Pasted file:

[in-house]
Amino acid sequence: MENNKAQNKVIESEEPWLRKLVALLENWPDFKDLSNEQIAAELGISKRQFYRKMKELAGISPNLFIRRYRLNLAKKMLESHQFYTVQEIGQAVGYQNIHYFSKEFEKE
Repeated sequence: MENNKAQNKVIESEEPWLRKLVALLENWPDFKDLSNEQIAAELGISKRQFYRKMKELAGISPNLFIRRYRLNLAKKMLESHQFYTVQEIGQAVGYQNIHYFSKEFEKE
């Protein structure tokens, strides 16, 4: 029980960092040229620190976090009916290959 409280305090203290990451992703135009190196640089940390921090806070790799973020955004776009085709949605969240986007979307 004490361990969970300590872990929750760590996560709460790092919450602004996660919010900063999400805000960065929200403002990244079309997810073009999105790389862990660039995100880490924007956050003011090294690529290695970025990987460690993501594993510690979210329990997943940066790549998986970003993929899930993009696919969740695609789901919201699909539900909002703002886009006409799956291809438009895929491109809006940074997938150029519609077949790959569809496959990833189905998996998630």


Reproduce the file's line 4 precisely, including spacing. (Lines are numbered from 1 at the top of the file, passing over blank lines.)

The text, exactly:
């Protein structure tokens, strides 16, 4: 029980960092040229620190976090009916290959 409280305090203290990451992703135009190196640089940390921090806070790799973020955004776009085709949605969240986007979307 004490361990969970300590872990929750760590996560709460790092919450602004996660919010900063999400805000960065929200403002990244079309997810073009999105790389862990660039995100880490924007956050003011090294690529290695970025990987460690993501594993510690979210329990997943940066790549998986970003993929899930993009696919969740695609789901919201699909539900909002703002886009006409799956291809438009895929491109809006940074997938150029519609077949790959569809496959990833189905998996998630």